4. david says:

    Thanks Lynnae, glad you liked it!

  5. Ellen says:

    I like your last tip–very funny! My husband is a firm believer in it, and I have to admit I do like him scruffy. (Well, okay, I like when he shaves, too…can you tell we’re still newlyweds? *g*)

    The spaghetti jars are really good as grease receptacles, too. plus that way I don’t have to wash them too terribly carefully, because they’re just going in the trash once they’re full anyway, eh?

    The idea of ordering prescriptions by mail is intriguing, I’ve never heard of that before.

    Thanks for these ideas!

  6. rambkowalczyk says:

    One downside to frugality and some of your tips is clutter. If one isn’t careful, one can have a whole bunch of jars, wax, and paper collecting dust.

    I do subscribe to our local freecycle group and not only have gotten a couple of items for nothing but have also gotten rid of stuff that was perfectly usable but just collecting dust in my home.

    Concerning the laundry detergent–What is washing soda? Is it something that can be bought in a local grocery store? Grated Fels Naptha soap–is this an item readily available? Borax, I am familiar with having used it to make Goop.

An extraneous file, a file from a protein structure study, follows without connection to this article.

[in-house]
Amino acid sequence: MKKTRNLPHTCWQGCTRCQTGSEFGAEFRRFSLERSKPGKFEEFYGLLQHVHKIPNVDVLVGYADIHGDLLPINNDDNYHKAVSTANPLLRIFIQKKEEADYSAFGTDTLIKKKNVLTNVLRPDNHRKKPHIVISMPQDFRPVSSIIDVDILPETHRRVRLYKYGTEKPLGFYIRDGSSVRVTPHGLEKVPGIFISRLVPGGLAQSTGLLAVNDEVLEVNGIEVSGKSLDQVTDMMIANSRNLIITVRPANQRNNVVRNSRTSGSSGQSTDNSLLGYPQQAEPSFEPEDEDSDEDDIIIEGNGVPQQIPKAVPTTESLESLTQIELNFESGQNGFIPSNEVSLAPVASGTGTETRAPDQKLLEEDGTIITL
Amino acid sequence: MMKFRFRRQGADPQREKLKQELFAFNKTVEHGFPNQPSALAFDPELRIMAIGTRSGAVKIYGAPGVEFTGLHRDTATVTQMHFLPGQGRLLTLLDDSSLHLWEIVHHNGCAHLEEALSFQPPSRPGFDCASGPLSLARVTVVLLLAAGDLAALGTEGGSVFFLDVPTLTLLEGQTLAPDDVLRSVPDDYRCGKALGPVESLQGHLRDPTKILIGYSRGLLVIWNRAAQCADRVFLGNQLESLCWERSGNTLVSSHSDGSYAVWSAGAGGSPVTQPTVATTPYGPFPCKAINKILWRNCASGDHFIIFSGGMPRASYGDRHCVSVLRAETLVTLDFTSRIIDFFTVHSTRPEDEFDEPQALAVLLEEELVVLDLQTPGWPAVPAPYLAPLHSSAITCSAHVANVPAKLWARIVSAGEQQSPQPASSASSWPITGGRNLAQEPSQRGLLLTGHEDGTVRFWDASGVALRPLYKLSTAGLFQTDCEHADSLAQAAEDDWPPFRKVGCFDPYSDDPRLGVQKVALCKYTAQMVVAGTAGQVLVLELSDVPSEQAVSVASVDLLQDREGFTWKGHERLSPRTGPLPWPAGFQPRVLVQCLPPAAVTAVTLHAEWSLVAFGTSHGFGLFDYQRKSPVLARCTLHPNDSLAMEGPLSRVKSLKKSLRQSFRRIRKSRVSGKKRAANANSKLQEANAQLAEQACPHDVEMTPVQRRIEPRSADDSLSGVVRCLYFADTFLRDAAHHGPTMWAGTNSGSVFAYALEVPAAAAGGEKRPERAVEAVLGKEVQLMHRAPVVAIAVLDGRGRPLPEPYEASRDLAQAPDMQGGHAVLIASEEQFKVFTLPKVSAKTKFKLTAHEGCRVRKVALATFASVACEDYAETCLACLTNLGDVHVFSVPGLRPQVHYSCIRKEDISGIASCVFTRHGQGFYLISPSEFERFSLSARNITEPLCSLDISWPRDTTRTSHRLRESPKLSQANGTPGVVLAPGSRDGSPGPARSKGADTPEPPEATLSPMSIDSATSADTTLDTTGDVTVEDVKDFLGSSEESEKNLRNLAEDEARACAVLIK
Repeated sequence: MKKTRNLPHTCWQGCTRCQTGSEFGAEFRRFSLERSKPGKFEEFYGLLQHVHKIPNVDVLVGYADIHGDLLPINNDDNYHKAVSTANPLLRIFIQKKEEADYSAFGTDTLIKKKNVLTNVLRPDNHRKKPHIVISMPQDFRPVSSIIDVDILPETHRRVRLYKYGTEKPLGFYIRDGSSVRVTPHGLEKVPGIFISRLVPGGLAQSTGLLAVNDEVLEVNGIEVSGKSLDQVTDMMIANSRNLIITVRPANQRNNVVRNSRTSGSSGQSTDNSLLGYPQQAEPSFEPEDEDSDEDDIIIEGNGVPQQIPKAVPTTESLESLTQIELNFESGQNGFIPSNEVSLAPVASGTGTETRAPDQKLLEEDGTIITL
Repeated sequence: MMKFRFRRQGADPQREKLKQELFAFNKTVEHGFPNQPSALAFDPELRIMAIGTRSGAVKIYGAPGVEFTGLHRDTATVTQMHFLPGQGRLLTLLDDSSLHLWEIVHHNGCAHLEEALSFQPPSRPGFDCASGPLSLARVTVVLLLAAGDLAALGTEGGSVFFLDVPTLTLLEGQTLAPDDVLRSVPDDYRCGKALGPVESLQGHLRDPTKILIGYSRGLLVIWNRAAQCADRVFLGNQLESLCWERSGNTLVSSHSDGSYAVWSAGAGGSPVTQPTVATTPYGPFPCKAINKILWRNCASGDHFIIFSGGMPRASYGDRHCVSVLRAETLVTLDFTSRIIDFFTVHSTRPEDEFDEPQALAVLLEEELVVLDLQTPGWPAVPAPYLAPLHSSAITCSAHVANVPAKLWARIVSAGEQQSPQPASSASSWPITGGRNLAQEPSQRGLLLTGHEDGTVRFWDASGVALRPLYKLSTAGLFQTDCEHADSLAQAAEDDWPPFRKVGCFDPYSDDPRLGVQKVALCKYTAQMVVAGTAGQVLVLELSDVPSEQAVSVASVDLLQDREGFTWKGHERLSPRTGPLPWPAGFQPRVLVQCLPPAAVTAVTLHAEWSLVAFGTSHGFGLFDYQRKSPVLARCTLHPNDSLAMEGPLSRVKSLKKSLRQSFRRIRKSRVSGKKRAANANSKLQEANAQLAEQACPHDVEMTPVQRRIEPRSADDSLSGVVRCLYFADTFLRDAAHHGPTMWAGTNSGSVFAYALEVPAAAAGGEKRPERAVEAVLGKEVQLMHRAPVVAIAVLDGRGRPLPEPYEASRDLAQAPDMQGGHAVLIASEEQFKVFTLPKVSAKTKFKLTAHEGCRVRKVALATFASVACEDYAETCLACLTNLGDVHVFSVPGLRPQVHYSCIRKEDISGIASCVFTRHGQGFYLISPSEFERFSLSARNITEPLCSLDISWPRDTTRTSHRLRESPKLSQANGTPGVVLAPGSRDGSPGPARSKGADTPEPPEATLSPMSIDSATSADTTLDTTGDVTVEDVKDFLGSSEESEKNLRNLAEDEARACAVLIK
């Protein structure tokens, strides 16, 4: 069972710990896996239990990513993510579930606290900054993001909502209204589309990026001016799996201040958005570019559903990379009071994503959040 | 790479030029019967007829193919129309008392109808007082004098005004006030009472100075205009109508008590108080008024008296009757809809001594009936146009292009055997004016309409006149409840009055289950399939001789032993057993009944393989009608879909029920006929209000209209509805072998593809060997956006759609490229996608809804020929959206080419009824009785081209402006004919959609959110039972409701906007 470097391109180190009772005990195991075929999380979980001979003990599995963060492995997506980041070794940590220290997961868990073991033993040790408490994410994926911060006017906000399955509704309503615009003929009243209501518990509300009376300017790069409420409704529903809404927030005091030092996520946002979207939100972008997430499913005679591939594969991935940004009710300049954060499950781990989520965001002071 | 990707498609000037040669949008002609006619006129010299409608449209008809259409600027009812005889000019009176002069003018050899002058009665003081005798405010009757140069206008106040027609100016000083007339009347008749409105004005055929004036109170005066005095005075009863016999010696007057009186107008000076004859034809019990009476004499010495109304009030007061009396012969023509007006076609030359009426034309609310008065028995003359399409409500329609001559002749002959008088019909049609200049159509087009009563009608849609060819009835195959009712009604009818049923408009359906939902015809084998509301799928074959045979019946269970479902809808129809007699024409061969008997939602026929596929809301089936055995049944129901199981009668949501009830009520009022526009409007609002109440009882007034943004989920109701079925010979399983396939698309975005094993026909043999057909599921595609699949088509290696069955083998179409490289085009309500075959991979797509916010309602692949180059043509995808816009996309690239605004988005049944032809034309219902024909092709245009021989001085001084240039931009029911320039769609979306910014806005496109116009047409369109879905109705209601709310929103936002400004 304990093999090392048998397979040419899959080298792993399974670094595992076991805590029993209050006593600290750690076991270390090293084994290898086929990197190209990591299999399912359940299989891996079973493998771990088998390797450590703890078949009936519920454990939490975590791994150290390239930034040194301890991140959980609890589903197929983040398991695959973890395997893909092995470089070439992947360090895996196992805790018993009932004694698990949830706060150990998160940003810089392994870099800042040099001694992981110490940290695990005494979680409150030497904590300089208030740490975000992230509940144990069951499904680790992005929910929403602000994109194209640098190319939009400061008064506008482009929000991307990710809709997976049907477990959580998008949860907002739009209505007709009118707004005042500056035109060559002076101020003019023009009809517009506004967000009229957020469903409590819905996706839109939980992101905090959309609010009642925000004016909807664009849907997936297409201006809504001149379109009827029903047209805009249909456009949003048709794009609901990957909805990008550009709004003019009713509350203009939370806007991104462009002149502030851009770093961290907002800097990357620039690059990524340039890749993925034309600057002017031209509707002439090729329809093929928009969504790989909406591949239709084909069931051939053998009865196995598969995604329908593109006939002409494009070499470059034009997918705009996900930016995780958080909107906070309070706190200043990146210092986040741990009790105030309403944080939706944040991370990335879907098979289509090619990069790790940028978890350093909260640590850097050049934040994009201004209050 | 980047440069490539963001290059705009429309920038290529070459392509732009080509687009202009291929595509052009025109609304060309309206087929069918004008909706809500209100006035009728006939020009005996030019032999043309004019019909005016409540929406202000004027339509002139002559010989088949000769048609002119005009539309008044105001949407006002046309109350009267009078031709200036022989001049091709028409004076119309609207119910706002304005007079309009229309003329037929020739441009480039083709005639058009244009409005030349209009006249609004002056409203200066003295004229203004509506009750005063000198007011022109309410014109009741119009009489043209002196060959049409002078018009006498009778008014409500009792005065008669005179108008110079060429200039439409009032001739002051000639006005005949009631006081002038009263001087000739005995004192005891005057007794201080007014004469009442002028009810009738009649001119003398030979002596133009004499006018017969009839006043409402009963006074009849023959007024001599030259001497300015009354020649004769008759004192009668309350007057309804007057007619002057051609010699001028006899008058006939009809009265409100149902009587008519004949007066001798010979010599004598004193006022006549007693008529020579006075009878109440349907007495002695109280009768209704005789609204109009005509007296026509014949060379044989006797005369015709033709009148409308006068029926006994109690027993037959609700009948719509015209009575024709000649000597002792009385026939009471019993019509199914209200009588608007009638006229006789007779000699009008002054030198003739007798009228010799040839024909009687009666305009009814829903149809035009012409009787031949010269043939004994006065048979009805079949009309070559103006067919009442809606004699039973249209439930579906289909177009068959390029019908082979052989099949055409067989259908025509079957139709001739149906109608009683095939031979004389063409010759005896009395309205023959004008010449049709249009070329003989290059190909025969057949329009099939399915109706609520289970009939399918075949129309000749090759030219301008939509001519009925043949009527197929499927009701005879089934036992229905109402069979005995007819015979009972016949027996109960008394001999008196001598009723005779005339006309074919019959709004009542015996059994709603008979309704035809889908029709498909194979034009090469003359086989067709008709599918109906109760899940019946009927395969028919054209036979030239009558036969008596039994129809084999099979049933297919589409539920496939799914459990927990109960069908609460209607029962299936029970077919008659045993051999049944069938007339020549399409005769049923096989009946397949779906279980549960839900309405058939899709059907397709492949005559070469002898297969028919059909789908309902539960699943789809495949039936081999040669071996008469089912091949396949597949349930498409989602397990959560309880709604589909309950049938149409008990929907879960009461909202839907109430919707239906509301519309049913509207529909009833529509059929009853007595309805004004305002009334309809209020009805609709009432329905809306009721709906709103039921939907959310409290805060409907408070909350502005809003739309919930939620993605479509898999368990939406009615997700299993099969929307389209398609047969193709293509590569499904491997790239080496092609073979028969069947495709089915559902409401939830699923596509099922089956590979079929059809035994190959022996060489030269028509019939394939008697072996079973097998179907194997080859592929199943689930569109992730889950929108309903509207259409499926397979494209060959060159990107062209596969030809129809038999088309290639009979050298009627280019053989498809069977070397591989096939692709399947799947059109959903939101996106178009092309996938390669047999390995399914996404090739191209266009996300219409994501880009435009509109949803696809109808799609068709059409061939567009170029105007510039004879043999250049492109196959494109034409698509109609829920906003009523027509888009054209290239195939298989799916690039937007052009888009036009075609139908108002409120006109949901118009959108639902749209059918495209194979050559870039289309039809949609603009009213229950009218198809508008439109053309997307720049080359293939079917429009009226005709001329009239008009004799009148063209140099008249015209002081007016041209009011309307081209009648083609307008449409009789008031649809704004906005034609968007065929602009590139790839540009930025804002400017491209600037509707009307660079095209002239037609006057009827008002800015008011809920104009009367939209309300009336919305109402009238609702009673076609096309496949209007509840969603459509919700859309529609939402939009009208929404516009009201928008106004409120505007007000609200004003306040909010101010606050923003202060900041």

Does this detergent make a lot of suds. I have a front load washer and excess suds can be a problem.

  7. david says:

    Hi Ellen…we have been married 2 years yesterday and my wife still prefers me scruffy, so it might never go away for you guys! 🙂

    And rambkowalczyk, true, it can lead to clutter. Luckily I almost have OCD (or do have) and there is no clutter in our house. Both ingredients are available in most grocery stores, they are usually on a bottom shelf gathering dust. It should not make excess suds, no.

  8. Ellen says:

    Well, happy anniversary! 😀

  9. david says:

    Thanks! 🙂

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  12. vh says: